Some time earlier Sidney James Attwood (Sid), an English Man, immigrated from England to Australia. When WWI came along Sid joined the AIF and headed to Gallipoli, Sid survived Gallipoli somehow, his records show him as a Driver. He did also attend other Theatres of War. Sid ended up injured in Hospital in England.

Mabel Annie King and Sidney James Attwood married in England, after which Sid returned to Australia, bringing Mabel, William, Harold and their Daughter Audrey who was born in 1917.

On their return to Australia the Australian Government were giving parcels of Rural Land to Soldiers to make a home for themselves, Sid and Mabel went to Tooraweenah New South Wales Australia.

The remote Rural life did not work out for them and they moved to Willoughby Sydney New South Wales Australia. Which is where they remained until their Death.

William George Burchell and Harold E Burchell lived in nearby suburbs.

Sid and Mabel added another member to the family by having a daughter Audrey Attwood Audrey Attwood, Audrey Attwood married Ron Doyle and they lived at St Leonards in Sydney Australia until their deaths.

Ron Doyle and Audrey Attwood had two children John (now deceased) and Beverly who is alive.

The Mary Alice Saga

Last update on the 06/01/2017

Written by Derek and Margaret Jackson

When we started to explore our ancestors about 6 years ago., one of the first ancestors we decided to find more about was Dereks Grandmother, Mary Alice Rutter , we knew very little of her, as she had died at a young age in the 1920s.

So what did we know. Dereks Father Joseph Rutter Jackson, said she was known as Alice, and from the ages of Josephs siblings we knew she must have married Thomas Jackson in the late 1890s

Derek also had vague ideas that after Mary Alice, and probably Thomas had died, an elderly lady thought to be her spinster sister went to live with Margaret Ellen, who was known as Maggie and was Mary Alices eldest daughter.. This lady was known only as Auntie. Derek had seen her a couple of times in the late 1930s. , but as he was young nothing else was known.

We searched for the birth Cert for Mary Alice ., but despite much searching and some wrong certificates and the GRO carrying out a search we drew a blank.

We turned to her marriage and found she had married Thomas Jackson in 1895, her father was named as Thomas Rutter , a blacksmith,. . we found Mary Alice with Thomas Jackson, and the first two of her children in the 1901, and later the family in the 1911 census, when it was released. Mary Alice was stated as being born in Felling Durham and we deduced she would have been born about 1875. We also found her death, in 1920. at the early age of 45 years. , but we knew nothing of her parents or family before her marriage.

We spent hours searching all of the Thomas Rutters who were Blacksmiths but after many brick walls we were no further forward. We then checked through pages of Felling entries on the 1881 and 1891 census. and found nothing relevant. We eventually found an Alice Rutter. who was born in Felling and about the correct age, in the 1891 census., as a visitor, with a young couple named Robertson. We checked these, but got no leads.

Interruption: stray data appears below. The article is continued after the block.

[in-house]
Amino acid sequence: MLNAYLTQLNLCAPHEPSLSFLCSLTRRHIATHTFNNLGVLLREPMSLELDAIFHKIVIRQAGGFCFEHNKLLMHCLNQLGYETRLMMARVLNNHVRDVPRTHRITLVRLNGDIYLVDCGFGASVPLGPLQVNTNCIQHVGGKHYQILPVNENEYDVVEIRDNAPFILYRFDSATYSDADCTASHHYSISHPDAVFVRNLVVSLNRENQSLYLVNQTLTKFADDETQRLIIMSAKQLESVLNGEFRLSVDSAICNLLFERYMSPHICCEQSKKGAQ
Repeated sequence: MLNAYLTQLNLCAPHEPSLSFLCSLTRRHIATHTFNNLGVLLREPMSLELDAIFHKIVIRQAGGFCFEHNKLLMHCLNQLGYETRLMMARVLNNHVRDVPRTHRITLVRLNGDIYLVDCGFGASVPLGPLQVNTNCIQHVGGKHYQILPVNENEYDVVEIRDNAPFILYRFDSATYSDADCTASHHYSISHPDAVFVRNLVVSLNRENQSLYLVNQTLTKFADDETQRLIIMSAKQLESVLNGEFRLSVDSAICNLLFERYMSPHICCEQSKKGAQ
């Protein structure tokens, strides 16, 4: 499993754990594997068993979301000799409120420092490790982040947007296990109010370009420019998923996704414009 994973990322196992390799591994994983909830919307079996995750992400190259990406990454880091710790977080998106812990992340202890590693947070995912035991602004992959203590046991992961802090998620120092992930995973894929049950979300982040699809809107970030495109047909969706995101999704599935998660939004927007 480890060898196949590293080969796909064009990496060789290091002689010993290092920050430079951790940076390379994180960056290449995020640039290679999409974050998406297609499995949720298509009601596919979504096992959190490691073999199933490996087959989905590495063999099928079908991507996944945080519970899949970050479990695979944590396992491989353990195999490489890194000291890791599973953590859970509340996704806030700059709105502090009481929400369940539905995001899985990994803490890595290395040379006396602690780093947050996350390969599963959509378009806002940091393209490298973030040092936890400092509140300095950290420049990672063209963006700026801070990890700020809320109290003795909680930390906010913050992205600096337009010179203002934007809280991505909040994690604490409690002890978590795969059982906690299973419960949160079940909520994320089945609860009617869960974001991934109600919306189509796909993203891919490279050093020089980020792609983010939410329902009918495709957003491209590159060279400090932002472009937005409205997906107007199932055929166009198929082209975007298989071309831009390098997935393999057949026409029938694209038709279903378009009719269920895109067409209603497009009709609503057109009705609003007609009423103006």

We then checked a lot of Mary Alices with different surnames and eventually found a Smith family in the 1881 census with a Mary Alice Smith aged 8. Born in Felling. Father was Thomas Smith and Mother Ellen, There were other children, the oldest being Christopher Rutter, surname Smith, aged 17. Born Whitemare Pool Durham. And the others born Tyne Dock. The Father Thomas was born in 1842, in Stamfordham Northumberland We then found a Christopher Rutter born Whitemare pool in the 1871 census with a Rutter family. The Father named as Joseph Rutter and Mother Ellen, with children Margaret born about 1867, John Thomas born 1869 and Robert born 1870. These children were of the same christian names as the Smith children in the 1881 census but obviously who were 10 years older ,and plus Mary Alice aged 8 and George aged 4 both born in Felling . We tried to find the marriage of Joseph Rutter to an Ellen but drew a blank.

It seemed unlikely that Joseph Rutter. born 1842 in Stannington Northumberland a Blacksmith should be the same man as the Thomas Smith , also born 1842 a blacksmith born Stamfordham. On the birth cert for the Mary Alice Smith, it showed father as Thomas Smith, a smith by trade Mother Ellen Farrage. We then obtained the marriage cert for them, and this confirmed the names but no fathers name was given for THOMAS SMITH. and after getting the birth cert for Christopher Rutter(christian names), we realised the marriage had taken place in church in Newcastle just 4 days before Christopher was born

As we could not find a marriage for Joseph Rutter we obtained the birth cert for Robert born 1870, and his Father was shown as JOSEPH RUTTER, but HIS Mother was also Ellen Farrage. , and when we received the birth cert for Margaret born 1866, Her Father was THOMAS RUTTER and Mother Ellen Farrage. We now had two identical families. the Rutters in 1871. and the Smiths in 1881. . . except Mary Alice,and George were with the Smiths. As on the marriage cert Thomas Smith and Ellen Farrage. who were also named as the parents of Christopher, and Mary Alice. but the parents of Margaret were named as Thomas Rutter and Ellen Farrage, and the parents of Robert were Joseph Rutter and Ellen Farrage , the father of John Thomas was also as Joseph Rutter. Three differently name fathers..one Mother.

How do we prove if this is our Mary Alice Rutter? By various searches and deductions we associated these families to a Rutter Family in Stamfordham in the 1841 and 1851 census , namely Thomas Rutter, his wife Alice, and children Ann, Elizabeth, Mary, Thomas, Isabella, Christopher and Joseph and in 1891 we found their daughter Mary Rutter married to George Oliver, and with them a nephew George Rutter born 1878 in Felling. The most likely Father of George was Marys brother Joseph Rutter. b 1842, as the Thomas was married to a Sarah Evens and was living in Stockton with his family Christopher was also checked he married Mary Downes and later Maria Ogilvy .but no son named George with either We could find no records for Joseph In 1861,